For context, let me first answer a question raised by RoboKaren in one of the comments:
Once you have three or four applications filed at different types of schools (research university vs. small liberal arts college; different types of departments) I am unclear why it would continue to take more than 3-4 hours per application to tailor.
This is probably true in the US, but in Europe, where OP is apparently also applying, universities often have weird standard CV layouts to use (see bottom of the page) or specific templates for all application material.
The rest of my answer really only relates to applying in Europe. I think for the US, you should be able to just send your standard package anyway.
What strategy could you propose to reduce the time while maintaining the quality?
If you have gone through this process already, what was your personal way of reducing the application effort?
I have gone through the process, and I don't think there is a silver bullet. In reality, I have, for every application, made a conscious decision of whether my predicted chances or my preferences for this position warrant spending however time I expected to need. That is, if they university used a sane, standard application process, I would apply to everything where I saw a sliver of hope or which I thought I might like even a little bit. Conversely, in the few cases where I thought I would need to basically re-write the material from ground up, I generally decided not just to apply.
That being said, a full week absolutely seems excessive just for adapting your material. The most I was ever willing to spend was one or two days per application for reformatting / rewriting (not taking into account when I originally put together my application package). Obviously, we can't remotely tell what you are doing wrong, but maybe you are focusing on the wrong things here? My basic principle has always been that these formatting requirements usually come from administrators who are not deeply involved in the actual decision making process, so as long as you are not obviously violating explicit rules (e.g., if they ask for a 5-page CV, don't send them 18 pages), I have always taken a lot of liberty in interpreting the rules so that it fitted my standard package as closely as possible.
As for how long different stages took:
adapting the cover letter,
About 1 hour. The cover letter was usually fairly geared towards the university, but it needs to be short anyway. And in reality, after a few applications, I had a number of standard phrases that I mixed and matched as suitable.
adapting the CV,
Between 0 and 1 day.
adapting the teaching statement
About 2 hours. My general teaching statement remained the same, but I usually looked through their current curricula to figure out how to best position my teaching.
adapting the research statement,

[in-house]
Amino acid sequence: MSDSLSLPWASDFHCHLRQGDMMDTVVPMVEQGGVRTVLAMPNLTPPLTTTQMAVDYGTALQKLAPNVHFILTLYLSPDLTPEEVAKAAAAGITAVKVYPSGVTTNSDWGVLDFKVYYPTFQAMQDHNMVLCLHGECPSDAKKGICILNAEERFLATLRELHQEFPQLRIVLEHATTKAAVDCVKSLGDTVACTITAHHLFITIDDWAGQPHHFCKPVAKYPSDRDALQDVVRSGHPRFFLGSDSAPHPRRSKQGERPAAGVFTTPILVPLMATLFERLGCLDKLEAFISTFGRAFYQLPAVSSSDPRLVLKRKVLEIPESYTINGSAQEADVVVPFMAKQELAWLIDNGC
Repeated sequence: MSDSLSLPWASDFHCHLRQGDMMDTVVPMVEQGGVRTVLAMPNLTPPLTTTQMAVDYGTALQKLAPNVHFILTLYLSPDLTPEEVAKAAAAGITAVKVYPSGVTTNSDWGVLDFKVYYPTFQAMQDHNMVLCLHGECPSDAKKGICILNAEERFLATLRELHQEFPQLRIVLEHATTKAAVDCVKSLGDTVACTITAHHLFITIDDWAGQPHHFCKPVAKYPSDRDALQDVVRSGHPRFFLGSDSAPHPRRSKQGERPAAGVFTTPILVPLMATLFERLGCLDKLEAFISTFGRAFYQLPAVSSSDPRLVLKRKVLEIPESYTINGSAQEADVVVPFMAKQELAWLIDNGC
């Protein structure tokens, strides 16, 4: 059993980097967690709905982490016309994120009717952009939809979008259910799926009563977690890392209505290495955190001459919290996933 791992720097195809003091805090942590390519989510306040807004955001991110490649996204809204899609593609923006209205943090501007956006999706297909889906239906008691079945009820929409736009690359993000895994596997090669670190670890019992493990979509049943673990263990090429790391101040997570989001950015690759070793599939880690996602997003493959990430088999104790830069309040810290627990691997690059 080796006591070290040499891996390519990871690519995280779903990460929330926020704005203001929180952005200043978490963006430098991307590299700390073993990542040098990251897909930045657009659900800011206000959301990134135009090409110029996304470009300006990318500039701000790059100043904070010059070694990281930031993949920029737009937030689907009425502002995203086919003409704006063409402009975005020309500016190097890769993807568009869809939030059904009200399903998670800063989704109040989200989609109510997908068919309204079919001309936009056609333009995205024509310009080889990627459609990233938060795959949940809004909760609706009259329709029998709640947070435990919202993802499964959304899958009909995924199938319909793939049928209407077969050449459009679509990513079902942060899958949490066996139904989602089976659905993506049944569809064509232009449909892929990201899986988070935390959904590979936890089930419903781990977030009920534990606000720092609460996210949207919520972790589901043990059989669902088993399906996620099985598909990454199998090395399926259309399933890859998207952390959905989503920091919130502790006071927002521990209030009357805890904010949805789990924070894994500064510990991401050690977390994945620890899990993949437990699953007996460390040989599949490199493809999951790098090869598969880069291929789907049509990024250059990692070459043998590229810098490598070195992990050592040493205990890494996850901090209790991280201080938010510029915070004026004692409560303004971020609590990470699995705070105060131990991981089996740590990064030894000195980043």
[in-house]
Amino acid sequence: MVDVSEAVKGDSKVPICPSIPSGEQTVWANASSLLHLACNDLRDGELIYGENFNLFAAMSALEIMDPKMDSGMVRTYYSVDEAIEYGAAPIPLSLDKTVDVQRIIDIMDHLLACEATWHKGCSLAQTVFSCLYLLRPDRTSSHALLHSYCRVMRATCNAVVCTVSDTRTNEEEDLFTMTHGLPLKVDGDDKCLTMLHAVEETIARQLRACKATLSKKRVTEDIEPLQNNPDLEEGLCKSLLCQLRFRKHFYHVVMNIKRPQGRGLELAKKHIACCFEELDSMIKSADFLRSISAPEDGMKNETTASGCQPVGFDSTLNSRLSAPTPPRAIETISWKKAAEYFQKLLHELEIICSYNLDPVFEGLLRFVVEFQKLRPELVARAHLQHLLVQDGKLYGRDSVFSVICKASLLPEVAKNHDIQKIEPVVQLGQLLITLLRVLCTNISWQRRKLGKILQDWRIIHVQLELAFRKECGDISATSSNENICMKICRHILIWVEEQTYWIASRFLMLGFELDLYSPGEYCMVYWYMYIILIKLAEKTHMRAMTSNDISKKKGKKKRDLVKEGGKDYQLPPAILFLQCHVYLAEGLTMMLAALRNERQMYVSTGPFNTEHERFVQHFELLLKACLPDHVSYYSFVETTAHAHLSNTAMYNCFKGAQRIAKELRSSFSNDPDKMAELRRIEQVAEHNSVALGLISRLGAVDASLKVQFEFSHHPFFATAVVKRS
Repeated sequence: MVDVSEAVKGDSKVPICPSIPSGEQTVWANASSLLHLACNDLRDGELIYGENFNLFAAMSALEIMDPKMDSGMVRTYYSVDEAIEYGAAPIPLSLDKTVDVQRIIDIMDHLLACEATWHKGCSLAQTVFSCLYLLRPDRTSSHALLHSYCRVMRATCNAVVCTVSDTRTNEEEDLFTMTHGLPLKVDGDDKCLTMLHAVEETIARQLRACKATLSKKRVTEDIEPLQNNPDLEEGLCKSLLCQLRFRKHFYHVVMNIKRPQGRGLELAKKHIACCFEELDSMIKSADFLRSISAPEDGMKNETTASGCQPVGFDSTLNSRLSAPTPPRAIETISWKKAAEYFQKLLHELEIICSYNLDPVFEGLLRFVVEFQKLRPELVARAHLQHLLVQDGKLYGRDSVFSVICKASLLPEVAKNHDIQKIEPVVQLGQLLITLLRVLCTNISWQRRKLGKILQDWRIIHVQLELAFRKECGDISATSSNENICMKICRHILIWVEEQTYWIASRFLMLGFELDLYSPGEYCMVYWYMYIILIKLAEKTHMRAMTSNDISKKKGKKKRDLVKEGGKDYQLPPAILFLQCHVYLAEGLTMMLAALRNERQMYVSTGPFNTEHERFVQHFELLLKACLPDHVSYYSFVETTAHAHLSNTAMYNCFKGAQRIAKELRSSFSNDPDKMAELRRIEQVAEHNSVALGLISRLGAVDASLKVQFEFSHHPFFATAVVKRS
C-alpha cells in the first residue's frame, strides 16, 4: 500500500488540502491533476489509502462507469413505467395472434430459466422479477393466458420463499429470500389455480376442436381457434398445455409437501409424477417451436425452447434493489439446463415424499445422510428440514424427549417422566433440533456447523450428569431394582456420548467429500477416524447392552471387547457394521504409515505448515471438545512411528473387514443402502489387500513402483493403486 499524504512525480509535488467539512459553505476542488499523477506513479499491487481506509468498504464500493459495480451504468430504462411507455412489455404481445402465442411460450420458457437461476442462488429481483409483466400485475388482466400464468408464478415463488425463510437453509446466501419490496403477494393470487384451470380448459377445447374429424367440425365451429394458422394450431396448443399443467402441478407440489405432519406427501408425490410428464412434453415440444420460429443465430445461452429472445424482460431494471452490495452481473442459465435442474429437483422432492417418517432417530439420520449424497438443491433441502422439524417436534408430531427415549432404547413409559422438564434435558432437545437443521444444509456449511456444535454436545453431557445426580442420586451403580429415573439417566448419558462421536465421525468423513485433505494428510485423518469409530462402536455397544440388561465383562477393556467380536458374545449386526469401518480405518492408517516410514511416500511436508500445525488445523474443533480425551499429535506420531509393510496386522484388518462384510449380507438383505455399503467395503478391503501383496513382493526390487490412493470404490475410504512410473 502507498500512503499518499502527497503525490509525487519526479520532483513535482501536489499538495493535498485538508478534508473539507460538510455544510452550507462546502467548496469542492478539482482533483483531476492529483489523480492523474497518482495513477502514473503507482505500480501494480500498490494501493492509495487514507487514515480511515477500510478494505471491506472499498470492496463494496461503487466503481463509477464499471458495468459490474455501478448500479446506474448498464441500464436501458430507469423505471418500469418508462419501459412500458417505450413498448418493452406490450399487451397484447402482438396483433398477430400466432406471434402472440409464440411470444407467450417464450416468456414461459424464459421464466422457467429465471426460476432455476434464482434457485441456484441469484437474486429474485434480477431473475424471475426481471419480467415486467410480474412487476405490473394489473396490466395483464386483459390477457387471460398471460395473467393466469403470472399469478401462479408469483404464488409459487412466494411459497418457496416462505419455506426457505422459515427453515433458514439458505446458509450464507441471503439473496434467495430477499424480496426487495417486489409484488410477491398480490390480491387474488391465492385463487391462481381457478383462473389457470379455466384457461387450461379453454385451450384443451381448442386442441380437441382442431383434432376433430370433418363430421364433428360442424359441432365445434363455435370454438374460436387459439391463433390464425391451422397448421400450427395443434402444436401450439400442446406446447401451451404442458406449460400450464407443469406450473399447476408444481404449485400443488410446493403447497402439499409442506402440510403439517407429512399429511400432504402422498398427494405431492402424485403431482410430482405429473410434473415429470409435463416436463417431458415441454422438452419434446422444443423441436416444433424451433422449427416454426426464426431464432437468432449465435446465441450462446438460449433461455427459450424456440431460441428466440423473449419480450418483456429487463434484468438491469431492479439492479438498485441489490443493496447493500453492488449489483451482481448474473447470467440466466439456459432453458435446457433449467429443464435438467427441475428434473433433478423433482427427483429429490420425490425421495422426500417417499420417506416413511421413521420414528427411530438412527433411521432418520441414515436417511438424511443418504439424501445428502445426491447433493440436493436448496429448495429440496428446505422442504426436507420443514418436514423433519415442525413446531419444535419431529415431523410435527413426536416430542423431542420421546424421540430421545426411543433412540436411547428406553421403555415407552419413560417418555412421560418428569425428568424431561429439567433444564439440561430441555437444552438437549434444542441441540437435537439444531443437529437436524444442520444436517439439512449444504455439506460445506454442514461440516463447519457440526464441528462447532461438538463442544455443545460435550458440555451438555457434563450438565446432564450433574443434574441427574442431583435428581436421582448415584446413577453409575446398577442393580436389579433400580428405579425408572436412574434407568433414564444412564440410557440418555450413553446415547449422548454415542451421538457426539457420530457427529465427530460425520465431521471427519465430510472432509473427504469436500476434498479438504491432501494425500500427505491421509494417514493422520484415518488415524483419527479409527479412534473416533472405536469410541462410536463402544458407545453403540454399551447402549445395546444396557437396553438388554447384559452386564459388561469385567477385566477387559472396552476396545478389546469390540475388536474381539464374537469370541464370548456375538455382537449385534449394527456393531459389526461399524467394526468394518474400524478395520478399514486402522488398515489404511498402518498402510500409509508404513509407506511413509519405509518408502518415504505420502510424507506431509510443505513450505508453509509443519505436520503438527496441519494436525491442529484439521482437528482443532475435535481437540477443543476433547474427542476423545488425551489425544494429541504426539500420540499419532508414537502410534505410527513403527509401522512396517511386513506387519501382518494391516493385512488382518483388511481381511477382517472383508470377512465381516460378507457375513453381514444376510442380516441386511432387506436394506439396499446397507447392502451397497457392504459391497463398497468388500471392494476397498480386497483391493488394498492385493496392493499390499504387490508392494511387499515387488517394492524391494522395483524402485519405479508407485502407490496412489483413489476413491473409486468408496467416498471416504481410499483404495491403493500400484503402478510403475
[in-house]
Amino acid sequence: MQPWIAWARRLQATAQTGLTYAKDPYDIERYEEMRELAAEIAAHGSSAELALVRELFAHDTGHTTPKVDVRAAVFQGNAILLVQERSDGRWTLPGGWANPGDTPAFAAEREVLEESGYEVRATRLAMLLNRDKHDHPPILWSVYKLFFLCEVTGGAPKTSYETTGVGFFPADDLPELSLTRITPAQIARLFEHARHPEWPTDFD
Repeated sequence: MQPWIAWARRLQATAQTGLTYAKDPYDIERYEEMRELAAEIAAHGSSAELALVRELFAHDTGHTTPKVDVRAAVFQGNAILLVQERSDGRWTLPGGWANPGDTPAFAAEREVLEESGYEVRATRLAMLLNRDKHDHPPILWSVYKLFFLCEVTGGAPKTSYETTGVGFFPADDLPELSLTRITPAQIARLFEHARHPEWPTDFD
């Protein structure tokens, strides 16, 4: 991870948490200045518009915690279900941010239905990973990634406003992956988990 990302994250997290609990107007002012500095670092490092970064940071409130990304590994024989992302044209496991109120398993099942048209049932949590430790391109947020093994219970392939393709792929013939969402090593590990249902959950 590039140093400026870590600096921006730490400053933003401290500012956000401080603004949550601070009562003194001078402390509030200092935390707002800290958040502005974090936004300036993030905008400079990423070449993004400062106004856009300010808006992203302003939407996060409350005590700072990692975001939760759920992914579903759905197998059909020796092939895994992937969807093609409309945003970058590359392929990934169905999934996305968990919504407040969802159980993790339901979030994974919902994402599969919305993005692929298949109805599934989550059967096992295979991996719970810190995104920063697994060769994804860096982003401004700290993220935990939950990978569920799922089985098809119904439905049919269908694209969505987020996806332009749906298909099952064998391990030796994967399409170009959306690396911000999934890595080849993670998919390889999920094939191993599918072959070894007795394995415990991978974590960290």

About 2 hours. My general research statement remained the same as well, but I tried to familiarize myself with the relevant faculty at the institution and I had a dedicated section that explained potential for collaboration that I sw.
adapting the publication list,
Was part of my CV, nothing to adapt.
filling the forms on the Web page of the prospective employer,
Very much depends on the position, but even in the worst cases this should not be more than an hour or two.
getting informed about the prospective employer,
This really is the most time-consuming part, as university web pages are often horrific, and this part I think actually matters to some people on the hiring committees.
asking questions via e-mail or phone and receiving answers regarding the advertised position,
0 hours. I know some people are big on getting in touch with the committee in advance, but I never did it and my personal impression from observing people who do it regularly is that it gives you little new information and no competitive advantage. The story is different if you know a person in the committee well personally, but I am assuming this is not what you mean here.
requesting reference letters,
0 hours. I told my references I am on the job market and they should not be surprised if requests come in. For the positions that require you to upload the letters yourself (yes, those exist in Europe), I had generic versions of the letters available.
I have to apply a lot (200+ applications) and widely to get a chance of, say, 50%.
If you do the math, you will learn that it is unlikely that you will actually be applying to 200+ positions. Frankly, if your scope is Germany, Austria, Switzerland, UK, Canada, and the US, you are not going to find 200 suitable positions to apply to. I am all for not putting too many eggs into one basket, but you probably need to be realistic here. Your field may be small and competitive, but other fields are also competitive, and if you are currently working in a different field and you yourself judge yourself to be a somewhat middling candidate and you are unwilling to spend any time on your application package, your chances are so low that you should evaluate alternatives.
I would propose that you write serious applications for the, say, 30 to 50 most suitable positions you can find, and then figure out what to do if none of them pans out.